It’s no longer a simple term which defines a malpractice in the media. “Fake news” is now much broader and nuanced than the early days where it simply meant a media agency reporting something factually incorrect as its journalists were guided by an in-house bias. A CNN “reporter” in 2011 asked me, in Morocco, to help her produce a report which suggested that King Mohammed VI was “clinging” onto power. He wasn’t at all, so I refused to help. It was fake news. I was fired days later for being “difficult to work with.” She went on to get a promotion and become an international correspondent before Atlanta finally fired her in December 2018 for too many instances of record-breaking unethical journalism.
It wasn’t that Lisa (let’s call her that) was a loud New Yorker who was struggling to really make the lowest grade as a reporter and needed to cut corners which shocked me. It was that she had the full support of CNN bosses in Atlanta who wanted to help her.
Perhaps Lisa’s piece de resistance – stealing wholesale an article I had already published on the CNN website under my own byline by just adding one line at the top before putting her name on it – is a testimony in egregiously unethical journalism and sets a new record in media shite-hawkery.
But it was the ease at which she did it. Like this was normal.
Some CNN haters will say this is par for the course for an organization they may believe is already corrupt but it is worrying how Atlanta supports such sensationally low grade journalists who, by definition, it seems are bound to break every journalistic code just to get the job done.
Organizations like CNN are being duped by fake journalists all over the world who effectively translate into English government-aligned “news.”
But organizations like CNN are also being duped by fake journalists all over the world who effectively translate into English government-aligned “news” which they manufacture and process and ultimately sell to other networks.
July witnessed an extraordinary new watermark in how we treat and acknowledge fake news – and should, in theory, raise mainstream media’s awareness of a whole new game of disinformation, as a shocking case of “fake news” was exposed, with a lot of red faces in America who were duped by the scam.
For those who still chuckle to this day about “Danny” the “opposition fighter” in Syria who faked his own live interviews by staging gunfire on queue outside, seconds before the CNN interviews started – and just so happened to be working as a full time propagandist for “rebels” (read ISIS) – the story of Raphael Badani should raise a howl.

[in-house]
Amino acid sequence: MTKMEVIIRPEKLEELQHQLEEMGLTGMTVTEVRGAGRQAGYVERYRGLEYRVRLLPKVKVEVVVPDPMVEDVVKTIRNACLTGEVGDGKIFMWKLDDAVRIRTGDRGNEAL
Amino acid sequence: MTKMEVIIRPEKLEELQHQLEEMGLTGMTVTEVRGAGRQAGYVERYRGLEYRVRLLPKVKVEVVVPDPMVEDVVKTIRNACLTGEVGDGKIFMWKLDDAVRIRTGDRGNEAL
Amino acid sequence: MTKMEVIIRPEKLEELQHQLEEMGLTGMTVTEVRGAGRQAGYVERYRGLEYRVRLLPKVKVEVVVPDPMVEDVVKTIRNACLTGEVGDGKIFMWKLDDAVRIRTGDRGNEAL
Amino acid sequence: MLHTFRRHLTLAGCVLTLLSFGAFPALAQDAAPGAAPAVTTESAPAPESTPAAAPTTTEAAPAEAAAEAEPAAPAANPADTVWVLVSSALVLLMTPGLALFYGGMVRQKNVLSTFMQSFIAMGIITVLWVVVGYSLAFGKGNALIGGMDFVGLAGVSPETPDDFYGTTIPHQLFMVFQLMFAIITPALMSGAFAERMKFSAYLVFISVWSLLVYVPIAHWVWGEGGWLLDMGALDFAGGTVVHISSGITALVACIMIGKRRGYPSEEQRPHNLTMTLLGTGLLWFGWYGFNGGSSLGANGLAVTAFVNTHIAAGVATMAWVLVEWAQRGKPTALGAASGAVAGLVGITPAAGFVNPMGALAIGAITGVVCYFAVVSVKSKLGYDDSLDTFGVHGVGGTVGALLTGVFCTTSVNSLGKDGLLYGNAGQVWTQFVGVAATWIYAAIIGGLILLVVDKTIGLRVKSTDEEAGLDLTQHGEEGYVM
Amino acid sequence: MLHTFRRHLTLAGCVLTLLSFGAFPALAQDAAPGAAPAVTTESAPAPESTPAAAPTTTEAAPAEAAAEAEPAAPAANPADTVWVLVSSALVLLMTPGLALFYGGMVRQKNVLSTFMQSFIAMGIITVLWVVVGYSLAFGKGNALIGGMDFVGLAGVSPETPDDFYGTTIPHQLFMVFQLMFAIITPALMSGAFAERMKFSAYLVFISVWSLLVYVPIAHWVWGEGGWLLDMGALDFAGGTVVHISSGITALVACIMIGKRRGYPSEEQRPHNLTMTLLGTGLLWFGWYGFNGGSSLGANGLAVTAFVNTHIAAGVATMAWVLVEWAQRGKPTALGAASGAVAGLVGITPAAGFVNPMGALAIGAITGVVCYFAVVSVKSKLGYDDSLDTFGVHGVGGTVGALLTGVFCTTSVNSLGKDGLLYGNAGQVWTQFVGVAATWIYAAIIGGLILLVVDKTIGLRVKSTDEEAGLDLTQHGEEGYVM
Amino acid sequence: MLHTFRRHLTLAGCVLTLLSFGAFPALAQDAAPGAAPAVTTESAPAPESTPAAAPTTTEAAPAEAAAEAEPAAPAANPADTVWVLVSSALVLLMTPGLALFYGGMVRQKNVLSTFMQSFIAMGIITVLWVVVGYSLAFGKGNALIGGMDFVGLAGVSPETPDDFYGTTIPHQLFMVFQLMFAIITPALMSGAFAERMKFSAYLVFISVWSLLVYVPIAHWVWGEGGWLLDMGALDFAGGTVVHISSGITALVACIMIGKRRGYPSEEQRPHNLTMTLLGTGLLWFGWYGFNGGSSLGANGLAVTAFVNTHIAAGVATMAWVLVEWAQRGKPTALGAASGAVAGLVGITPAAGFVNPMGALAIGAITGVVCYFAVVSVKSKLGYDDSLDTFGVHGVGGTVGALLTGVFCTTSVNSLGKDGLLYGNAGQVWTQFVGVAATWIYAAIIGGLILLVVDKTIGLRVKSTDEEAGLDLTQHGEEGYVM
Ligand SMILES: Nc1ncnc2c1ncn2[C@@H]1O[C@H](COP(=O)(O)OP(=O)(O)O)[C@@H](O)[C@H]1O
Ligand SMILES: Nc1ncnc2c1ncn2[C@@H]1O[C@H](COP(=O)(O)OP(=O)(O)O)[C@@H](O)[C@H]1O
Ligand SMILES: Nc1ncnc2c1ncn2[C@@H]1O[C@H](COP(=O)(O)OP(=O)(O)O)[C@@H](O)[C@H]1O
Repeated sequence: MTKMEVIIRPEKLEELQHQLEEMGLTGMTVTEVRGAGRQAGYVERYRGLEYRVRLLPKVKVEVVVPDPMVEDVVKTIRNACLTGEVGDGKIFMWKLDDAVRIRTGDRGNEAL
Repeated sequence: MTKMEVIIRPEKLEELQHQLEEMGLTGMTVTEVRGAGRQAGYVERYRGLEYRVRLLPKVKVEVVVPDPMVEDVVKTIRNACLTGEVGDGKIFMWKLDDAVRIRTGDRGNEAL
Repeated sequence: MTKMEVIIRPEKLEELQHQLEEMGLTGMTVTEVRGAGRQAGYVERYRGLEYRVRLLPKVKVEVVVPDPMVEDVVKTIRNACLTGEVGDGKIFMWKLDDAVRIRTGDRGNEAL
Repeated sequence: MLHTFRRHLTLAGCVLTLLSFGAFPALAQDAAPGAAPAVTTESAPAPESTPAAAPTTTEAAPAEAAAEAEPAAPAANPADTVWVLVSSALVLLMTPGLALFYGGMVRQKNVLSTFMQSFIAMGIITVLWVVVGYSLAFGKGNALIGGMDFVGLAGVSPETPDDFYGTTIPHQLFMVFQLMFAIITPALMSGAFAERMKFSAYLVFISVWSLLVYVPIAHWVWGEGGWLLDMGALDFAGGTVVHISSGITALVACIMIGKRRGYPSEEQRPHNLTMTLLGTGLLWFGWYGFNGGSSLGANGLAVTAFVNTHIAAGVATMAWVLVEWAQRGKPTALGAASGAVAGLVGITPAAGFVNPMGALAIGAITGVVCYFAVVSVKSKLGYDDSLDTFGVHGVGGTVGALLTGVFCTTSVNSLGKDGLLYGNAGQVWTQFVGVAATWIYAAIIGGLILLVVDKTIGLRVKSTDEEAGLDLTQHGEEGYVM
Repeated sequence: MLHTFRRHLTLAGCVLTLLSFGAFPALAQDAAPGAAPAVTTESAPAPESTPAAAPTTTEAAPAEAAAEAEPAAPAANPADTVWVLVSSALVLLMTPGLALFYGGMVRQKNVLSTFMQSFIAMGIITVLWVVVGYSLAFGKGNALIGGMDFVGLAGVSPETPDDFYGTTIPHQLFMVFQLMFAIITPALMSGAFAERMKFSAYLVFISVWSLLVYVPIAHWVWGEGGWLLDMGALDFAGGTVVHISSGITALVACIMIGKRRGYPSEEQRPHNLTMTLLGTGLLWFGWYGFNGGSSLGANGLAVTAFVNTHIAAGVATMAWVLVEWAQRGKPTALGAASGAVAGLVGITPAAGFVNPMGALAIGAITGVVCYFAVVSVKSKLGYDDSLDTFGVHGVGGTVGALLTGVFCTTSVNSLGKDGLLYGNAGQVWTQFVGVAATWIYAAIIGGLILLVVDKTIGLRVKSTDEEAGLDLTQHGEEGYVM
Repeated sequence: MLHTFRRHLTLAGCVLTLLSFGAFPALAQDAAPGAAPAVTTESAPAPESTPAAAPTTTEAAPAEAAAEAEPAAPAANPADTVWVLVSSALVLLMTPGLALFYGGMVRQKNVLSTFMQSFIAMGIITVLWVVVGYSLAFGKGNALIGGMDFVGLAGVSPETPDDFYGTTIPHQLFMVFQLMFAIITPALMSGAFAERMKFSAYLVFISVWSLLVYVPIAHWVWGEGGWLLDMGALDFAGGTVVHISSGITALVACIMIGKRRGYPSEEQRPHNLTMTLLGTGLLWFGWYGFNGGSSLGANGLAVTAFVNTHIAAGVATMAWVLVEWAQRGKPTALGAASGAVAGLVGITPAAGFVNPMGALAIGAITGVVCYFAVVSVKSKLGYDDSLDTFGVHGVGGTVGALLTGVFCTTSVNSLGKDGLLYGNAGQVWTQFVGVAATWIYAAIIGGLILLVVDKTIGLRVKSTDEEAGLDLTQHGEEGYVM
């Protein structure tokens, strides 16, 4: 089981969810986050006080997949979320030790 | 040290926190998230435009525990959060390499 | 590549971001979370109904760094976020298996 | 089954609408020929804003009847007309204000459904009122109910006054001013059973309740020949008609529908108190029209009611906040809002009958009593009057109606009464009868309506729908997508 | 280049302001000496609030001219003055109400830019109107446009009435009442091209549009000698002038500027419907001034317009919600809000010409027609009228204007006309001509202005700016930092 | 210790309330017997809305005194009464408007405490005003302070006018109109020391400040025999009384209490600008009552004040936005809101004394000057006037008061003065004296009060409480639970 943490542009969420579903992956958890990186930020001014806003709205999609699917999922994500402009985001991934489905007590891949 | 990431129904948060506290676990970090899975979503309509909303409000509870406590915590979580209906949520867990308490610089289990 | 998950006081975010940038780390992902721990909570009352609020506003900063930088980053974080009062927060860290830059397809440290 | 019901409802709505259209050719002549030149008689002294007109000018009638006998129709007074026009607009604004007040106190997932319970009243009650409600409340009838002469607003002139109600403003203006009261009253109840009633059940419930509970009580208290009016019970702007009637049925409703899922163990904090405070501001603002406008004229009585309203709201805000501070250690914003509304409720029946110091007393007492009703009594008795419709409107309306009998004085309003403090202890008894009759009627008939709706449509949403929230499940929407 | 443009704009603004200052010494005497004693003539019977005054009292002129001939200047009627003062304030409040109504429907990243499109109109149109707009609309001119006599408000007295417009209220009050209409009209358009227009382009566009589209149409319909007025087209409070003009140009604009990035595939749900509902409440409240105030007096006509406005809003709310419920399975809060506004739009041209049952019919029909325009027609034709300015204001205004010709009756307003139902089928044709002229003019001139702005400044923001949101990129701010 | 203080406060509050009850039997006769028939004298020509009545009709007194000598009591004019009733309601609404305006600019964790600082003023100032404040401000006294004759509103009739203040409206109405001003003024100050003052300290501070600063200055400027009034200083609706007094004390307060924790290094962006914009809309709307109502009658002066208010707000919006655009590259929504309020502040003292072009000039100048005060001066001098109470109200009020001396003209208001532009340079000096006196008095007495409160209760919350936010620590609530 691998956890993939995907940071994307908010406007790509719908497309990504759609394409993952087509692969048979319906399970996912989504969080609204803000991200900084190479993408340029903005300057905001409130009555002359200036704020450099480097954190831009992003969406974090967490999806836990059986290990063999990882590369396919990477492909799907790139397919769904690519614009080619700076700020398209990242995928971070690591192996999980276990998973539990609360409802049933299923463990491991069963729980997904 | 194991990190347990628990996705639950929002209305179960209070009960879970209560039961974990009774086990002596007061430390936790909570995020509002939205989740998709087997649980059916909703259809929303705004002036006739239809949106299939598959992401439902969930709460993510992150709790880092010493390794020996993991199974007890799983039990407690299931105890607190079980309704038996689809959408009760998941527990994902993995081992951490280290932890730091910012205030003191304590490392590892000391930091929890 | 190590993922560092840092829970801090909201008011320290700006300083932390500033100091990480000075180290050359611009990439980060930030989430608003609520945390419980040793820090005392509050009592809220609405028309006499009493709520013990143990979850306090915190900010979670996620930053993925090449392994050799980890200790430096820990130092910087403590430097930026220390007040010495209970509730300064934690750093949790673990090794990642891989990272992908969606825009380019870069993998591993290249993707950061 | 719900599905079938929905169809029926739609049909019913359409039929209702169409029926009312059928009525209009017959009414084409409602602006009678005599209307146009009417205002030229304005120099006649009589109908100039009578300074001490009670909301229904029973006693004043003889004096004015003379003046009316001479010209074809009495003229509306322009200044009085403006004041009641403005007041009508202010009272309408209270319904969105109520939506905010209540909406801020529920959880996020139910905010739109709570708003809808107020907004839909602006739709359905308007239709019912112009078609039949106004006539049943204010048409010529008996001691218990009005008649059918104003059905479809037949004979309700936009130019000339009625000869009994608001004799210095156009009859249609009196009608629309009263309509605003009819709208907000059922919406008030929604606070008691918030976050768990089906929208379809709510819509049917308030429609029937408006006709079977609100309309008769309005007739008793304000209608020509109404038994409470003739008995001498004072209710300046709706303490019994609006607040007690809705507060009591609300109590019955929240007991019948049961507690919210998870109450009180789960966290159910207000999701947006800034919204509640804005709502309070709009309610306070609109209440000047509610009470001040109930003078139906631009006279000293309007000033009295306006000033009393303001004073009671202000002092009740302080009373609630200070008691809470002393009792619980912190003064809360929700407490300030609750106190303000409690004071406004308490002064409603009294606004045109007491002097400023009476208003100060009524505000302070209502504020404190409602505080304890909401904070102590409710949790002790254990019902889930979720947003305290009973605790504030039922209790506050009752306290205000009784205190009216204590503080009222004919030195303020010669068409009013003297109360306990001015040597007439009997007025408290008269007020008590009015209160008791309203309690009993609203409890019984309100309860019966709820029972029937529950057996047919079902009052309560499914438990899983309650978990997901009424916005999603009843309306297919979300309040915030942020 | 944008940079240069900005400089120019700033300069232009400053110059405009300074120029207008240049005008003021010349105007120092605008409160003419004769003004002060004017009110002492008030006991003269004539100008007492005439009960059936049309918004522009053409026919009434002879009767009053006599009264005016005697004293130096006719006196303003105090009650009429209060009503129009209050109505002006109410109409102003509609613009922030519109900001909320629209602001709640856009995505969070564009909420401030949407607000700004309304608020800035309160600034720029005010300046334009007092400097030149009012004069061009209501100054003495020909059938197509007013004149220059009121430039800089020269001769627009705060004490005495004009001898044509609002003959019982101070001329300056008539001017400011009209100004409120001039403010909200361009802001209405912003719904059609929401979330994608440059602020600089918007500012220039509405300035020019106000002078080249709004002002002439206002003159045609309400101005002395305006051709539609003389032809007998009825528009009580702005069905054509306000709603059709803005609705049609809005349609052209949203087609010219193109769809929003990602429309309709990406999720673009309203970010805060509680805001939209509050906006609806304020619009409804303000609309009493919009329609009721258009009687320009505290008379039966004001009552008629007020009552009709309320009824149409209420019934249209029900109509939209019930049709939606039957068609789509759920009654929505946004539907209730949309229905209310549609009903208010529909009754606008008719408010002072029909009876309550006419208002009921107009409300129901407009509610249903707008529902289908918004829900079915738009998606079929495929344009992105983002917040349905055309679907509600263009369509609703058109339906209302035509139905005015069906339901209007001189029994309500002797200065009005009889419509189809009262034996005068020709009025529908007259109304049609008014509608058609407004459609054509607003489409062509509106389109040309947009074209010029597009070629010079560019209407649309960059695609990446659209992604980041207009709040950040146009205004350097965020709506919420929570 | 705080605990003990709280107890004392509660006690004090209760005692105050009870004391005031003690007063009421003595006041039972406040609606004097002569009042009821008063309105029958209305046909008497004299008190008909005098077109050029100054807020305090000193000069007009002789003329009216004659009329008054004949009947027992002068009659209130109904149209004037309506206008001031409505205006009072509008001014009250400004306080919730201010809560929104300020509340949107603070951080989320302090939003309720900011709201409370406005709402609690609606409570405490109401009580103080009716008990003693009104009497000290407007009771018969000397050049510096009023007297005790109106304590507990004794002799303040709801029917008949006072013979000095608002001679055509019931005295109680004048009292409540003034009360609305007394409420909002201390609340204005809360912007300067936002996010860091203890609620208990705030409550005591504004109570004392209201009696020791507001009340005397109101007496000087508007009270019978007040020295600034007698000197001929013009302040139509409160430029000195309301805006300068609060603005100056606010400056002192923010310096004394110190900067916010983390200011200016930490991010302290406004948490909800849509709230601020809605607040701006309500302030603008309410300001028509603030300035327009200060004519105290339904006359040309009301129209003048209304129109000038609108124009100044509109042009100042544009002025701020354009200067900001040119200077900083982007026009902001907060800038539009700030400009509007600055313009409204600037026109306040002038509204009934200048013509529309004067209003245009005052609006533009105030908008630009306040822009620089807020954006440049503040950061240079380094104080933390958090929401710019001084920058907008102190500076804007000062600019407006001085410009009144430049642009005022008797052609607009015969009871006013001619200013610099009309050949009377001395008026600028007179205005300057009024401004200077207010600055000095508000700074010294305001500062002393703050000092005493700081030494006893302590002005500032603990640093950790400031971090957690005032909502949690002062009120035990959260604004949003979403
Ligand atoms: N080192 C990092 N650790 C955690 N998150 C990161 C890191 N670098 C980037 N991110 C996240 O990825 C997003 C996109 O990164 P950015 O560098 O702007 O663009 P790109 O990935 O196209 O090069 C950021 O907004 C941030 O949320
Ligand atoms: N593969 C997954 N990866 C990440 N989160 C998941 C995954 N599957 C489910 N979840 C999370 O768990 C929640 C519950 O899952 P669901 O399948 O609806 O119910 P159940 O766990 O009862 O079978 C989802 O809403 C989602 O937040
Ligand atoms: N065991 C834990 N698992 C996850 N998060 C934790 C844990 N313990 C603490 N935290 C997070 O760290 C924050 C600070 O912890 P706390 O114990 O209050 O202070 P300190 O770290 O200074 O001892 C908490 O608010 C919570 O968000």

Badani was a leading opinion writer for a number of right-wing websites based in the US, along with Saudi websites Al Arabiya English, Arab News (owned by MbS’ brother) and the Jerusalem Post.
Badani argued strongly against the policies of Qatar, Turkey, and Iran and was strangely really quite upbeat about the UAE and its policies in the region.
There was only really one problem about Badani which you would have thought might have irked the US editors at the Washington Examiner – or indeed the three pro-Saudi, pro-UAE, pro-Israel Arab media outlets above.
Badani doesn’t exist.
No, that’s not saying he is using a fake name. It’s that he doesn’t exist as a human being at all. He was cooked up almost certainly by a surreptitious media advisory team working for the UAE government who found it surprisingly easy to take a photograph off a blog of a businessman in Chicago and invent a name, a fake professional profile page, and before you know it long articles which had a distinctly pro-UAE bias were being published in the West, on websites which have real leverage in Washington DC.
Recently the Saudis came under fire by Twitter, which closed down a staggering 88,000 accounts linked to a disinformation campaign.
All Arab countries have fake news operations, let’s be clear. Bots who swarm on Twitter to further a point of view or engage in the gang banging of political enemies. Recently the Saudis came under fire by Twitter itself which closed down a staggering 88,000 accounts linked to a disinformation campaign.
But the UAE has raised the bar with Badani, who is believed to be just one of 19 avatar-generated fake journalists/writers who produced articles heaping praise on the UAE in 46 separate publications.